Can a wedding venue reach net zero? Hayne House is determined to lead the way

To kick off our case study series we asked one of our contributors to share some insights into how she is leading her business, a wedding venue, on an ambitious journey to net zero. Here are some snippets from our conversation with Fleur Record Smith from Hayne House.

What were your motivations to making your business more sustainable?

Weddings are an opportunity for large celebrations but can also have huge environmental impacts. According to the Sustainable Wedding Alliance, the average wedding emits 14.5 tons CO2e. At least half of these could be reduced by making sensible, considered choices. Imagine, if we could reduce all wedding emissions by half…  the potential saving is the equivalent to taking 866,847 cars off the road for a year![1] At Hayne House, we believe that as a business we should take responsibility for the environmental impact of the weddings we host. By working in collaboration with our colleagues in the industry, we want to bring change.

The business case is clear too. We asked ourselves, how long will it be until our customers start thinking about their wedding day’s impact on the environment?
This could translate into couples downscaling their day by moving away from certain products or services or cutting down on guest numbers for example. This would have a detrimental effect on business.
It became apparent to us that if our industry wants to thrive, sustainability needs to be at its core. Couples should be able to enjoy the big celebrations they dream of but without the huge environmental impact.

Did you have to capture much data on your environmental impacts and how did you find the data collection process?

When we signed up to the United Nations Race to Zero Campaign  in January 2021 the whole concept of net-zero was not clear to us. There was very little support out there at the time for SMEs.
So we put one of our team members in charge of calculating our carbon emissions. This involved going through our bills and invoices to gather the data. We were surprised, once we had found some guidance on the calculation metrics, how easy it was to measure our Scope 1 and Scope 2 emissions. Scope 3 is more complex and still a work in progress. However we have recognized the areas that need addressing and have started to put in place metrics to capture and measure data. This will take time.

What have been the biggest challenges to date?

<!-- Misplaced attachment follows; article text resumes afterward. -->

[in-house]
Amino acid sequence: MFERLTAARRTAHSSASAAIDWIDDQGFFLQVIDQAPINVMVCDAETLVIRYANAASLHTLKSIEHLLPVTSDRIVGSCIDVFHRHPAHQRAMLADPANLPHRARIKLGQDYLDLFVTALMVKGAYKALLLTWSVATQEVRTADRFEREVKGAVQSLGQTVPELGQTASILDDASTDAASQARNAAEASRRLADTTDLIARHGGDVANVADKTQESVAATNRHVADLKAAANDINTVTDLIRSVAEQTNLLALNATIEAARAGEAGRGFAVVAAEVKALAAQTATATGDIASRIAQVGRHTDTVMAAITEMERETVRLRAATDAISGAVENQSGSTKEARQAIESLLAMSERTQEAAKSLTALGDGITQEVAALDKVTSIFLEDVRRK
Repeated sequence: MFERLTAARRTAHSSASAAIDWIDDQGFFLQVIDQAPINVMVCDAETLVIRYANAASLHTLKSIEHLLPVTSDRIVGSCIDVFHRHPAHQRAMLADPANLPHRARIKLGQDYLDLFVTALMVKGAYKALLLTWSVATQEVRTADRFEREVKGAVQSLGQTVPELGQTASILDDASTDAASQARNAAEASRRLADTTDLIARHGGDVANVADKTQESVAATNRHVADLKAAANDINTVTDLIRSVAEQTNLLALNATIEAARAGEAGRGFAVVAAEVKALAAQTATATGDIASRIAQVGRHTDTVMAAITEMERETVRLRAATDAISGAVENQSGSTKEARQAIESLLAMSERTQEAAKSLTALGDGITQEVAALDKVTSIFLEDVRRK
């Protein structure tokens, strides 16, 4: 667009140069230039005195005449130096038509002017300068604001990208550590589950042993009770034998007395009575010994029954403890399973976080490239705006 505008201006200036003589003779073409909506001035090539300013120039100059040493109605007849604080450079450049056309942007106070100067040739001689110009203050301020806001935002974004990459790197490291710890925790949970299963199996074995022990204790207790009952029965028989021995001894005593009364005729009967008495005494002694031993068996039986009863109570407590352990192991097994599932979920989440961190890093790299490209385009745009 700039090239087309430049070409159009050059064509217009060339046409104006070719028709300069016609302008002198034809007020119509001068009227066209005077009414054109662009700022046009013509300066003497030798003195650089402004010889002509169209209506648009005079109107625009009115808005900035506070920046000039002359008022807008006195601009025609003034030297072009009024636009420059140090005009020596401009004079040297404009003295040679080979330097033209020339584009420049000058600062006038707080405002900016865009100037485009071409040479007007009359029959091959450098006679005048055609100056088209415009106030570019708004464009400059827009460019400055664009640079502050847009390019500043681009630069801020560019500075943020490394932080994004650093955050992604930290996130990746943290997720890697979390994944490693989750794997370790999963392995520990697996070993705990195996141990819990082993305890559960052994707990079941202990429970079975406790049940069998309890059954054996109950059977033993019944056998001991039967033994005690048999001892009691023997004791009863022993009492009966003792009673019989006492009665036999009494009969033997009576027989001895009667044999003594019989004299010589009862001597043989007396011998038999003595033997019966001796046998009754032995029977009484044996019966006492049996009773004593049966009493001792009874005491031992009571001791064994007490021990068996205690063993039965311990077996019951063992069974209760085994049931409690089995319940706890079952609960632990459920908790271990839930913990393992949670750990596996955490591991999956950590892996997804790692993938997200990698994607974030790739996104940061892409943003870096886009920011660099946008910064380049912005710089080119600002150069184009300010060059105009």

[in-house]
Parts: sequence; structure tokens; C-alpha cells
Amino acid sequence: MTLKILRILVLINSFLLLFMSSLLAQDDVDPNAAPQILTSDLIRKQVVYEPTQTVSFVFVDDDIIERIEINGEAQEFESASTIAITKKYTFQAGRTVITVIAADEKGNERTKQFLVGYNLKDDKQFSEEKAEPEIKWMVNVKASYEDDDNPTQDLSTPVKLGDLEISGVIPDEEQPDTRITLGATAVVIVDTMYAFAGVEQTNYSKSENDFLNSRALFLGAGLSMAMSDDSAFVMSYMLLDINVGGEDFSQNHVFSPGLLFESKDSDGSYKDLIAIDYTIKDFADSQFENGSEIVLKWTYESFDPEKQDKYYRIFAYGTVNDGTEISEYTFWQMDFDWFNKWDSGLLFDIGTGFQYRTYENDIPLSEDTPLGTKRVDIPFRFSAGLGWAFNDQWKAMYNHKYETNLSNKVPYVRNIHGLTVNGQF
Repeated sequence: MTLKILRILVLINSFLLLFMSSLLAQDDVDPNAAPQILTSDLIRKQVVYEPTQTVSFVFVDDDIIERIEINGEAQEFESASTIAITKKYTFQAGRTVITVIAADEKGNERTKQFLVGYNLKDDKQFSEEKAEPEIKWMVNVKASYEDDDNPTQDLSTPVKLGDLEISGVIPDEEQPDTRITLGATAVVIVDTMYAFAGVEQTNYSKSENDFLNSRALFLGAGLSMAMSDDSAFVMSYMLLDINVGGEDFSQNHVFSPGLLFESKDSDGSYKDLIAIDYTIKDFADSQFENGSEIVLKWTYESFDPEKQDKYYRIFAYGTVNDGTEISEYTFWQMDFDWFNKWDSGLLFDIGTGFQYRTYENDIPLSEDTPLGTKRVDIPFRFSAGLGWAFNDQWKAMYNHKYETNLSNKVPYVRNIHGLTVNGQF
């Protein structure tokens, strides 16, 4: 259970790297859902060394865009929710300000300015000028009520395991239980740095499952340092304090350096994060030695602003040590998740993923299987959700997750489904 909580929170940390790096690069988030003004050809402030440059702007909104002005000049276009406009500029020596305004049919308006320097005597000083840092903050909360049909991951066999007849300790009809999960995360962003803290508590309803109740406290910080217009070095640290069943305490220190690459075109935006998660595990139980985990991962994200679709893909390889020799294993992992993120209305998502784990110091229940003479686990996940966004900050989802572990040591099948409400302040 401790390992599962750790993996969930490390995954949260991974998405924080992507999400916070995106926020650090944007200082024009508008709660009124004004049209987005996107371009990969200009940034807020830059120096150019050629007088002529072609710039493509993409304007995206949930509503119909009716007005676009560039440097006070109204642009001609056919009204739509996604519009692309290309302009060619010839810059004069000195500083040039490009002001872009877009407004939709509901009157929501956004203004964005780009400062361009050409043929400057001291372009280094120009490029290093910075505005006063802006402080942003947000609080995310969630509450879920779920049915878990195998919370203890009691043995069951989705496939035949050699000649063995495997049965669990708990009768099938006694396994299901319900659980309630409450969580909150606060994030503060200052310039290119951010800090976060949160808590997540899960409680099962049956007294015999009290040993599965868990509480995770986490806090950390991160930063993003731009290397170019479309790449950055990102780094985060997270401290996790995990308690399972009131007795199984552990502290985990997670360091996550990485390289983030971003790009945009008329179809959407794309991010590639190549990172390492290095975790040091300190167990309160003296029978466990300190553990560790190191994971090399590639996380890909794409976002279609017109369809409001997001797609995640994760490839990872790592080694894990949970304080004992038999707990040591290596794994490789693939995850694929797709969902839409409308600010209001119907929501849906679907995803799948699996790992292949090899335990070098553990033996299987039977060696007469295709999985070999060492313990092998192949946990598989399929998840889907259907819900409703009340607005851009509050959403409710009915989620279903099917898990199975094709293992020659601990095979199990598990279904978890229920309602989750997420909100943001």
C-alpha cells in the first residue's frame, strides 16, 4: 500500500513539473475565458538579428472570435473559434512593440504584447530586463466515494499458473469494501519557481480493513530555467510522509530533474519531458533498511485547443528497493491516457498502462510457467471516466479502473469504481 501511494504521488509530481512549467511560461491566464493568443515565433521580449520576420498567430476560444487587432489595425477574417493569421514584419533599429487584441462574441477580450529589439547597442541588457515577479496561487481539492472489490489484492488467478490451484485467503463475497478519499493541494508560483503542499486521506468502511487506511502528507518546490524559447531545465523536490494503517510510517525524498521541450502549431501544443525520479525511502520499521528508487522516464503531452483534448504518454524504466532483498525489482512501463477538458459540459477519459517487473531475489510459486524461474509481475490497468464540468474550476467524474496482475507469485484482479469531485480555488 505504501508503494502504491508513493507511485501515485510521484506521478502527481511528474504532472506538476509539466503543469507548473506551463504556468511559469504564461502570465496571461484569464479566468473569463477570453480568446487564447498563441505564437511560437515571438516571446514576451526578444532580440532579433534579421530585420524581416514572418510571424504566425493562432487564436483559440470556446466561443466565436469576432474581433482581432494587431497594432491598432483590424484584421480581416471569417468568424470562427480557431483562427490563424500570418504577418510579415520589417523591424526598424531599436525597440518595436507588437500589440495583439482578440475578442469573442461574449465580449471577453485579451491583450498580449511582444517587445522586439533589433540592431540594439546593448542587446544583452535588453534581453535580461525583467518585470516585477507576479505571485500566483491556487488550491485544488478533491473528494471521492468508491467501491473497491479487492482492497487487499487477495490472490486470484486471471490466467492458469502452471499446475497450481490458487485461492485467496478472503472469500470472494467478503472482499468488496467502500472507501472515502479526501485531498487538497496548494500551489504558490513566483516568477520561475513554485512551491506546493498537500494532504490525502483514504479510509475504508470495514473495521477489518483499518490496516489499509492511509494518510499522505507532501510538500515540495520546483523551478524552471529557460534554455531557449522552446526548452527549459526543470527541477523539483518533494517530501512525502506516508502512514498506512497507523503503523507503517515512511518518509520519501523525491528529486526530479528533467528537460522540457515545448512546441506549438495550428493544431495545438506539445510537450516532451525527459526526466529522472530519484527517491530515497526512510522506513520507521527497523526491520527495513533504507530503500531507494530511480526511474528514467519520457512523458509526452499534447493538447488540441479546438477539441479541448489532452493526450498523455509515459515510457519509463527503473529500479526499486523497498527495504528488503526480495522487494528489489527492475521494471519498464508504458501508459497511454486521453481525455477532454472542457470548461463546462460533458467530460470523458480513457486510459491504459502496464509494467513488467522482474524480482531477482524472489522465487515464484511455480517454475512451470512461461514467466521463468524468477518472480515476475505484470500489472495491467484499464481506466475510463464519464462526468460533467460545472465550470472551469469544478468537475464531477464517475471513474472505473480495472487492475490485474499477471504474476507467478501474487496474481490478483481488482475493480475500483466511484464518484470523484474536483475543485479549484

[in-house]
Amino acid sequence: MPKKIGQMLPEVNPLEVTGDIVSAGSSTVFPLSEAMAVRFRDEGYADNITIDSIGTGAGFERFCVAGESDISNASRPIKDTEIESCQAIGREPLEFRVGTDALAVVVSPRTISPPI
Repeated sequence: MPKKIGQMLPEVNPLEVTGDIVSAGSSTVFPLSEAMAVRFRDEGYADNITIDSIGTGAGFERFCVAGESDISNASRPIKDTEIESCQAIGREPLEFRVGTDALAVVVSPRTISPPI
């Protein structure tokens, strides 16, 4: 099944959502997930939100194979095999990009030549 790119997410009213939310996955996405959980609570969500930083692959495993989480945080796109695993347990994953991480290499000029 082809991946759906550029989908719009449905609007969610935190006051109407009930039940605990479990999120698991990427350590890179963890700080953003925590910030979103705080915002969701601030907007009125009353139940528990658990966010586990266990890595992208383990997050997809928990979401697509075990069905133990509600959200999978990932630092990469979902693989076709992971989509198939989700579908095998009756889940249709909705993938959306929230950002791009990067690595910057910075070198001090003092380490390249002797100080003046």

As expected, we have faced several challenges and anticipate having many more to overcome on the way!  Here are some of the main challenges we have faced in the past 12 months:

Procurement

Whilst  there are many sustainable products and services available, we could not find a “one-stop shop” wholesaler suitable for our needs as a small business. We had to thoroughly research sustainable alternatives for each product and developed a new supplier network. This has turned into a real positive. We now get most of our consumables directly from small, local businesses and farms. We also had to explore different types of packaging types and sizes that would meet our competing needs for shelf life, storage capacity and ease of use which took some time.

Supplier network

One of our biggest challenges is with our suppliers and broader networks. We have found that amongst SMEs very few have a sustainability strategy in place. Therefore sourcing from truly green suppliers is still very difficult. It has however become apparent that many of them do want to be more sustainable so part of our work is now to start conversations with them. We also want to use the venue to facilitate exchanges between suppliers so that we can drive change together.

Changing behaviour amongst our customers

We can’t achieve our targets if we don’t have support from our customers and unfortunately our industry remains driven by consumption and waste. To tackle this, we are working at an industry level alongside the Sustainable Wedding Alliance. We also incentivise our clients through reward schemes by offering prizes if they take specific steps.

Keeping on top of standards on the ground

Within a few weeks of the wedding season kicking off, we became aware that there was a gap between our sustainability “plan” and what was happening on the ground. This was especially the case when it came to waste management. We quickly had to take action to ensure that our processes were strengthened. We realised that the “eco team” needed to relentlessly monitor and track on the ground, as well as reinforce our messaging. The system is still not perfect, but we are continually reviewing and refining it.

What were the quick wins ?

Our staff’s support and enthusiasm! We had a hard time during the pandemic and were shut for nearly a year when we decided to join the United Nations Race to Zero in January 2021. Signing up for the campaign was something positive to focus on for our team, who were just like us, already interested in the topic. The team’s engagement and input has been phenomenal. We have embarked on this journey together and we feel that we are able to bring our personal values into our day to day by making a difference.